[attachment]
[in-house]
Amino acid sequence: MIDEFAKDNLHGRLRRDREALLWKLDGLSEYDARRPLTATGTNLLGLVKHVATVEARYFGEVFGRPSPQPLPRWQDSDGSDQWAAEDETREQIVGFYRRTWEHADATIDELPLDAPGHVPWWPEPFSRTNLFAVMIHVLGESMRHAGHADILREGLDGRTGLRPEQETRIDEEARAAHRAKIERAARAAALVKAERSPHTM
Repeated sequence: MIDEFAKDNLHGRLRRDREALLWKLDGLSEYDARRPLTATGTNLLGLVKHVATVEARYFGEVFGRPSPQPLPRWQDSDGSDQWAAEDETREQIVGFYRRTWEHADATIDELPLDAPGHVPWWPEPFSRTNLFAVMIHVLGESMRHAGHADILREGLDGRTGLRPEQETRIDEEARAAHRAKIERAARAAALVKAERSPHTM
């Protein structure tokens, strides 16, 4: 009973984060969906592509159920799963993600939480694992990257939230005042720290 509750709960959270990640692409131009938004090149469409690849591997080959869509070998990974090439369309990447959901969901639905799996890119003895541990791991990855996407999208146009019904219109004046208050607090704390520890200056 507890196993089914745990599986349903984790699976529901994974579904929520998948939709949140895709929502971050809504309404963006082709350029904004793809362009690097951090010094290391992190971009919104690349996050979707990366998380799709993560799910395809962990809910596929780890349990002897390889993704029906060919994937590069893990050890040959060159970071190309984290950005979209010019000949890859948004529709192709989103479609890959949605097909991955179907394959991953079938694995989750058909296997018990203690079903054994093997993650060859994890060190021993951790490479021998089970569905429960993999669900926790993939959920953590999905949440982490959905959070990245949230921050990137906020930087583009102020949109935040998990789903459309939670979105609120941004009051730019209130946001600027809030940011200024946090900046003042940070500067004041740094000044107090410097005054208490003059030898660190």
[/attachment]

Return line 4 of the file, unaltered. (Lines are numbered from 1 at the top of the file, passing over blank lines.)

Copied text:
């Protein structure tokens, strides 16, 4: 009973984060969906592509159920799963993600939480694992990257939230005042720290 509750709960959270990640692409131009938004090149469409690849591997080959869509070998990974090439369309990447959901969901639905799996890119003895541990791991990855996407999208146009019904219109004046208050607090704390520890200056 507890196993089914745990599986349903984790699976529901994974579904929520998948939709949140895709929502971050809504309404963006082709350029904004793809362009690097951090010094290391992190971009919104690349996050979707990366998380799709993560799910395809962990809910596929780890349990002897390889993704029906060919994937590069893990050890040959060159970071190309984290950005979209010019000949890859948004529709192709989103479609890959949605097909991955179907394959991953079938694995989750058909296997018990203690079903054994093997993650060859994890060190021993951790490479021998089970569905429960993999669900926790993939959920953590999905949440982490959905959070990245949230921050990137906020930087583009102020949109935040998990789903459309939670979105609120941004009051730019209130946001600027809030940011200024946090900046003042940070500067004041740094000044107090410097005054208490003059030898660190």